We have discussed in other articles how engineering techniques such as product configuration and operational techniques like Lean/Kanban can improve efficiencies. But at the end of the day, the Master Schedule must be translated into a production plan that is reasonable and has enough elasticity to allow your key production to use their skills and experience to adjust on the fly.

For purposes of this discussion, let’s stipulate that our planning system has provide a high level production plan with dates and quantities and due dates.

The science and art of translating that plan into a detailed daily production schedule involves operational scheduling, queue time compression, and resource assignment.

Operations scheduling is the process whereby a production requirement with either a due date or start date is translated into a step by step schedule in which each operation and its associated details such as machinery and labor skill required is considered.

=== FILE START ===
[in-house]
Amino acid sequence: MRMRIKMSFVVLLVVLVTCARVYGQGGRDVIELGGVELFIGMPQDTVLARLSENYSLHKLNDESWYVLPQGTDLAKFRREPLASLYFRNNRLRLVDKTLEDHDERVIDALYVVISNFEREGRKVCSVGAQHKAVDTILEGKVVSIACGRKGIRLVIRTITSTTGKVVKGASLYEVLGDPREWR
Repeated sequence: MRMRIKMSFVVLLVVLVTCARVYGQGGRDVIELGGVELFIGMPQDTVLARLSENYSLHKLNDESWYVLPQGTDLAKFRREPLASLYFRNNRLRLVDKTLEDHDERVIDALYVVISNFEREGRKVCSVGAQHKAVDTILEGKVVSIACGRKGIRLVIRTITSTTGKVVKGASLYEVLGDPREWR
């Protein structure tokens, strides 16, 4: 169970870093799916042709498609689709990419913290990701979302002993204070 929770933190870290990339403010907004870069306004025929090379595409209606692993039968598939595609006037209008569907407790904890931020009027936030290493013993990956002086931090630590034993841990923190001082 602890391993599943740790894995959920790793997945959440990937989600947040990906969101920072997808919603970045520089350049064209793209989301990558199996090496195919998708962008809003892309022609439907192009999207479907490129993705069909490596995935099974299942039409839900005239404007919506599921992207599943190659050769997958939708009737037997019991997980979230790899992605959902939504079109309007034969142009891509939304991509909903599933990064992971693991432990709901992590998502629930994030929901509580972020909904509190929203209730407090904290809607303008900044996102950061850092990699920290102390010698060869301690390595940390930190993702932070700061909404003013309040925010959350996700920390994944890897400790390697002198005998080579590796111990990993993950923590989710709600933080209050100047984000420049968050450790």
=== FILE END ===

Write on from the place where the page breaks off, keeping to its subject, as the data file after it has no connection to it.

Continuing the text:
Shop Order Scheduling Methods

A number of methods can be used to schedule shop orders. Some commonly used scheduling methods are:

Forward Scheduling: This method uses the order start date or the current date, whichever is later, or the date of the next open shop day as the date to begin the first operation. Using this scheduling method, operations cannot overlap (unless a negative queue time is entered). For example, if an operation of a shop order has begun, the next operation cannot begin prior to the completion time of the operation in progress. If the operation is started, the start date is the run date (today). Queue time is added to the due date of the previous operation to calculate the start date of the next operation.

Backward Scheduling: This method uses the order due date to as its basis for scheduling and schedules the last operation first. The start date for an operation is determined based on the due date of the following operation. Queue time is subtracted from the start date of each operation to calculate the due date of the previous operation. In this way, the start date of the order can be calculated accurately, by taking into account queue time from all operations.